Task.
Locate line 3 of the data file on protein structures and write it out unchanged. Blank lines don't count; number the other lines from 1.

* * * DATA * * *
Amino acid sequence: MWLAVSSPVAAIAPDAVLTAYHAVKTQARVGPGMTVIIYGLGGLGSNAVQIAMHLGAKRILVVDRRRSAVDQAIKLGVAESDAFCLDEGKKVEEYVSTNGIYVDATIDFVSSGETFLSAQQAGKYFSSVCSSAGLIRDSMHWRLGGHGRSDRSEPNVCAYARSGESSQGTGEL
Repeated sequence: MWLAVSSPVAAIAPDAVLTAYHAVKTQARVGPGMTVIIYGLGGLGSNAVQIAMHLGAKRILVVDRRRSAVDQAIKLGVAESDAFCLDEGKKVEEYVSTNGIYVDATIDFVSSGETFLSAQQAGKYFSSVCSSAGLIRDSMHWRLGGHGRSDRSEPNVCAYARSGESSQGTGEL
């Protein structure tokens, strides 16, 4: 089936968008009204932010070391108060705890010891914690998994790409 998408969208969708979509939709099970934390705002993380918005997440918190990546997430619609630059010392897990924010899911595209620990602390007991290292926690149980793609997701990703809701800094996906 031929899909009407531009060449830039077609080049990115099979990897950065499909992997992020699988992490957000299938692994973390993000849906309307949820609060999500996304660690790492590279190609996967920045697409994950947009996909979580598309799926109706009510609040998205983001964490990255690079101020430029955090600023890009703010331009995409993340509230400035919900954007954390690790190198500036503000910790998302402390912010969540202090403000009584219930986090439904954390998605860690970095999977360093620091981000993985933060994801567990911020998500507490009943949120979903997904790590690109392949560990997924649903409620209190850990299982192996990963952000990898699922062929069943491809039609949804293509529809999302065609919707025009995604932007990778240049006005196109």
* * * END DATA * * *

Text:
């Protein structure tokens, strides 16, 4: 089936968008009204932010070391108060705890010891914690998994790409 998408969208969708979509939709099970934390705002993380918005997440918190990546997430619609630059010392897990924010899911595209620990602390007991290292926690149980793609997701990703809701800094996906 031929899909009407531009060449830039077609080049990115099979990897950065499909992997992020699988992490957000299938692994973390993000849906309307949820609060999500996304660690790492590279190609996967920045697409994950947009996909979580598309799926109706009510609040998205983001964490990255690079101020430029955090600023890009703010331009995409993340509230400035919900954007954390690790190198500036503000910790998302402390912010969540202090403000009584219930986090439904954390998605860690970095999977360093620091981000993985933060994801567990911020998500507490009943949120979903997904790590690109392949560990997924649903409620209190850990299982192996990963952000990898699922062929069943491809039609949804293509529809999302065609919707025009995604932007990778240049006005196109």